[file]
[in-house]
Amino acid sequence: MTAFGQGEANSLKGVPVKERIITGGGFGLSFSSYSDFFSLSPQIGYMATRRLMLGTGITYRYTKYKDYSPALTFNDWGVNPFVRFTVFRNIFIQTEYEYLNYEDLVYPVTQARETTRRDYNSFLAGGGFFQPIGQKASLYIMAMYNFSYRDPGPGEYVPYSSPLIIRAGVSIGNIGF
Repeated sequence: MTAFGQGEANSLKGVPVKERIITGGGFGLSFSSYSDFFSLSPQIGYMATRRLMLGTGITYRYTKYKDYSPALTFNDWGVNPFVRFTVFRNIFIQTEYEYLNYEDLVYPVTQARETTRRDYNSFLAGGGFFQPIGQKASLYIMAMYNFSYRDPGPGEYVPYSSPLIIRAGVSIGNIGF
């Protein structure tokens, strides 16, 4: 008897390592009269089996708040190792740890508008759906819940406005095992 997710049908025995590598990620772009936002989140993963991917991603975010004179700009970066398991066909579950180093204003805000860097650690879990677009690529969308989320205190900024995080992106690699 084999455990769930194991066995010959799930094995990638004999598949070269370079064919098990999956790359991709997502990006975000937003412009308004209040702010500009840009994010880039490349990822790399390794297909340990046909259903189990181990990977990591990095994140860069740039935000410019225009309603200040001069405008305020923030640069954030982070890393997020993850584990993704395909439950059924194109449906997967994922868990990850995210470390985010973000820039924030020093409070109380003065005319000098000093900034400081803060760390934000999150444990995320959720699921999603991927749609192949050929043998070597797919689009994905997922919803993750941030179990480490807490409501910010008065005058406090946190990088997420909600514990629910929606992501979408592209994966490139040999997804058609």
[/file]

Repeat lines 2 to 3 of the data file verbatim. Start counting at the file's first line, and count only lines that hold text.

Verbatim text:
Amino acid sequence: MTAFGQGEANSLKGVPVKERIITGGGFGLSFSSYSDFFSLSPQIGYMATRRLMLGTGITYRYTKYKDYSPALTFNDWGVNPFVRFTVFRNIFIQTEYEYLNYEDLVYPVTQARETTRRDYNSFLAGGGFFQPIGQKASLYIMAMYNFSYRDPGPGEYVPYSSPLIIRAGVSIGNIGF
Repeated sequence: MTAFGQGEANSLKGVPVKERIITGGGFGLSFSSYSDFFSLSPQIGYMATRRLMLGTGITYRYTKYKDYSPALTFNDWGVNPFVRFTVFRNIFIQTEYEYLNYEDLVYPVTQARETTRRDYNSFLAGGGFFQPIGQKASLYIMAMYNFSYRDPGPGEYVPYSSPLIIRAGVSIGNIGF